American Fabulous

A film by Reno Dakota  

Jonathan Rosenbaum in The CHICAGO READER
July 30, 1993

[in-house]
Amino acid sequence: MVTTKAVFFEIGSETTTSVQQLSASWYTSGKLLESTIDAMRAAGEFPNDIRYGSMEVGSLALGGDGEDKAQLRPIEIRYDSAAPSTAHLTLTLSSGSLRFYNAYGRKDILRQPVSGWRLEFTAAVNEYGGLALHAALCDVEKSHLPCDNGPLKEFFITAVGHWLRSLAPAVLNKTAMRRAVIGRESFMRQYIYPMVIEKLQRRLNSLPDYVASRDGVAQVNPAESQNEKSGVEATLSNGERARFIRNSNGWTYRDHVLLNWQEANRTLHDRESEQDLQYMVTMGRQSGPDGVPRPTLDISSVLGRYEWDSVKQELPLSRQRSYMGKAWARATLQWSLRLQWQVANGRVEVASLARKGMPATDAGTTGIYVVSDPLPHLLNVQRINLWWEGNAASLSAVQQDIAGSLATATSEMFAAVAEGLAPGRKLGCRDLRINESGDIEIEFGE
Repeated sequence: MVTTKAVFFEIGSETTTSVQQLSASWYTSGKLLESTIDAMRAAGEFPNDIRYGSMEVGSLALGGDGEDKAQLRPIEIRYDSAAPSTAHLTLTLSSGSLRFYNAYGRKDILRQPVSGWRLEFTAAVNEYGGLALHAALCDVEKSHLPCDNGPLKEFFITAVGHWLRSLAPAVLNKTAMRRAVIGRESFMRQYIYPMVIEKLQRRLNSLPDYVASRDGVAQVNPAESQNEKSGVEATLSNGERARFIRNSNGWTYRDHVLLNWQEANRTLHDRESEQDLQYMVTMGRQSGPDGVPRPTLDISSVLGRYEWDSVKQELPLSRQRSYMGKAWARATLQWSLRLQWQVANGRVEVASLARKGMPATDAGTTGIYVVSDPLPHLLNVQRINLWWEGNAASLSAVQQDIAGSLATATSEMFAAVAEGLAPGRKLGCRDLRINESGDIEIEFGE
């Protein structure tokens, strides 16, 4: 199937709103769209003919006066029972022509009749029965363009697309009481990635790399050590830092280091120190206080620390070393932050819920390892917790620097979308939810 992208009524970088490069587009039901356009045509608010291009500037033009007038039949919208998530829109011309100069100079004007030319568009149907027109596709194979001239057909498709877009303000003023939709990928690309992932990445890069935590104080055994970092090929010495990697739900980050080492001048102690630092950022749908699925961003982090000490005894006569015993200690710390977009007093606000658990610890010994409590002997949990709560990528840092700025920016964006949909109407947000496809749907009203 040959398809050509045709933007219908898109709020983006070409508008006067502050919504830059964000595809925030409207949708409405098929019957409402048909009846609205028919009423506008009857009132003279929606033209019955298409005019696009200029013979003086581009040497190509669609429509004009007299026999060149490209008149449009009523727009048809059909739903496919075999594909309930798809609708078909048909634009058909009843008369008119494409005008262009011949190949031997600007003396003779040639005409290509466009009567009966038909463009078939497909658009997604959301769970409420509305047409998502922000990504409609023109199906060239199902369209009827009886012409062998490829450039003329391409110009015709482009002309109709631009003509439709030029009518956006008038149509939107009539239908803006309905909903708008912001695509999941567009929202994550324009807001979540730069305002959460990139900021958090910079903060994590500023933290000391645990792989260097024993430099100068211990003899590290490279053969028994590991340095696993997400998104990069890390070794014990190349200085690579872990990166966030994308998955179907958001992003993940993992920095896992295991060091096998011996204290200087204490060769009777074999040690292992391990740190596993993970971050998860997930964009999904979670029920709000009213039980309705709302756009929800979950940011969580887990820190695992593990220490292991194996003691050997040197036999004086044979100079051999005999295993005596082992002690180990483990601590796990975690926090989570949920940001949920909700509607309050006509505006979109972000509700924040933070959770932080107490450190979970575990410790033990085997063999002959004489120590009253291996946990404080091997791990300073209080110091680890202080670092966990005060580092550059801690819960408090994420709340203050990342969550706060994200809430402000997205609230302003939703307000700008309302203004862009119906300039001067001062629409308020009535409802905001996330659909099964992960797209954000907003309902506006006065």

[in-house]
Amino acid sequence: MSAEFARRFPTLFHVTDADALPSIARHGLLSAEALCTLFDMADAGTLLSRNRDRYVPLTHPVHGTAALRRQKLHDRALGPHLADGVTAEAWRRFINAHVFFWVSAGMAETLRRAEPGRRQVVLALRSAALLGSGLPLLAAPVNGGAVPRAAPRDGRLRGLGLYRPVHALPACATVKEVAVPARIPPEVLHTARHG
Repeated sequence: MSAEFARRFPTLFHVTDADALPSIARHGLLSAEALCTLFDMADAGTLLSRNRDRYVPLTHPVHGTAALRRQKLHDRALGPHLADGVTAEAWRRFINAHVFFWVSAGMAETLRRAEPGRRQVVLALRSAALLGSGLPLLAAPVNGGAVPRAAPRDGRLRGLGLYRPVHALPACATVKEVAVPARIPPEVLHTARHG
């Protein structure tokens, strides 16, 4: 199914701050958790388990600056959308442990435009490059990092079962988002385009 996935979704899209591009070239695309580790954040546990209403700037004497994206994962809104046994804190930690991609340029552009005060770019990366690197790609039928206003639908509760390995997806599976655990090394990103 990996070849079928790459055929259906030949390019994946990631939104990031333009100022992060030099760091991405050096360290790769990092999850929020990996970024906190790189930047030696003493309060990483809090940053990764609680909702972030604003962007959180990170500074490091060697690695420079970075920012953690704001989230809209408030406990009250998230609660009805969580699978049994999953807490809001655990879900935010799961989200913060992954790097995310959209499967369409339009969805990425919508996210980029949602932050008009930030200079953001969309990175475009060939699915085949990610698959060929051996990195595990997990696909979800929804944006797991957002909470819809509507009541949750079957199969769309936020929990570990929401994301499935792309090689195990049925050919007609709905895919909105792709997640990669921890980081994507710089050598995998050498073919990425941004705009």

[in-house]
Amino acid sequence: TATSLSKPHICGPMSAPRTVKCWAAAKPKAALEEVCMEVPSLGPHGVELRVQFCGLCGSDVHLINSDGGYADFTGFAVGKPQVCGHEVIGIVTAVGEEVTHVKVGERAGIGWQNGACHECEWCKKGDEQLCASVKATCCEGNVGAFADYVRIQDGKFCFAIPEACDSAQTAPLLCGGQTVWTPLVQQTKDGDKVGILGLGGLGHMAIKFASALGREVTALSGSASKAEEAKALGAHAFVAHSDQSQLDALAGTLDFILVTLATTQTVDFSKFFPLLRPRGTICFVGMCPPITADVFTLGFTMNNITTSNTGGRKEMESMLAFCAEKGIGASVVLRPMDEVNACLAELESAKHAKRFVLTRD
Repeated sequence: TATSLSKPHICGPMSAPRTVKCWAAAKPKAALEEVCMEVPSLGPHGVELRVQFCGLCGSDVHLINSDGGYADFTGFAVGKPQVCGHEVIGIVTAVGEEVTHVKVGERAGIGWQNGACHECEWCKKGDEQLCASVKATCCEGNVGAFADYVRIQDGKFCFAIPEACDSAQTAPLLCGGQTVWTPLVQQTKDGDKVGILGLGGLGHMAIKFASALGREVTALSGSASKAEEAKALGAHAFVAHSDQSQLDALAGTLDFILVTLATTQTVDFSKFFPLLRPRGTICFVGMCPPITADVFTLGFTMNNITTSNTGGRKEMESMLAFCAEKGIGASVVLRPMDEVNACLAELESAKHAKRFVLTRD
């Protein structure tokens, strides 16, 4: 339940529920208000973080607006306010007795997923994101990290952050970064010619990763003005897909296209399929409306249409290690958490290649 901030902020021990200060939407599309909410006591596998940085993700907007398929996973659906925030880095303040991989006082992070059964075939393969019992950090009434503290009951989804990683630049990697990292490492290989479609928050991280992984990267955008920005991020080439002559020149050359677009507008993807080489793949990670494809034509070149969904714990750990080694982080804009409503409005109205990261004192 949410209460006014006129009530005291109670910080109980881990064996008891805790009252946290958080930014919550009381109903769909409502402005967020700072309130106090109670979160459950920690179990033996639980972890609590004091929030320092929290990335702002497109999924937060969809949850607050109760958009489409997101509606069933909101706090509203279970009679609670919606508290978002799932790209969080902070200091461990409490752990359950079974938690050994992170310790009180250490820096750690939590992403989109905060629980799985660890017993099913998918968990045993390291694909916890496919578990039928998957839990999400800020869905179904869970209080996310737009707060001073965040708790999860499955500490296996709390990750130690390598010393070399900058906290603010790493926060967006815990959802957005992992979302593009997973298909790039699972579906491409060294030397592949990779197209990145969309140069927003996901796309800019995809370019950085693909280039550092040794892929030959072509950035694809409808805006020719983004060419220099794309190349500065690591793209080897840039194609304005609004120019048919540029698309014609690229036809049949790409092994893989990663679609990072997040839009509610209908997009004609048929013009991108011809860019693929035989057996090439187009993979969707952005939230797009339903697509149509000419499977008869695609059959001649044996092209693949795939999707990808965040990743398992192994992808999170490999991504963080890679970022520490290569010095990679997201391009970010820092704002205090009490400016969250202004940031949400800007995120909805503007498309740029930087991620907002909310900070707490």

One hundred and five minutes of spontaneous talk from a homosexual named Jeffrey Strouth, seated in the back of a 1957 Cadillac in Columbus, Ohio, may sound like thin fare for a feature, but Reno Dakota's 1992 movie- a tribute to his wild and uninhibited friend, who subsequently died of AIDS- kept me mesmerized and entertained. Recounting various episodes in his difficult life- bouts with his alcoholic and abusive father; being kept at age 14 by a 400-pound drag queen; hitchhiking to Hollywood with a campy boyfriend, a tiny dog, and a caged bird; numerous tragicomic scrapes with the police; and much, much else involving sex and drugs- Strouth often calls to mind some of the comic gross-outs of William Burroughs (whom he openly imitates at one point) and the picaresque hard-luck stories of Nelson Algren, not to mention the road adventures of Kerouac. This has more flavor of an epic American narrative than most conventional features, and it certainly offers a more comprehensive look at our national life.



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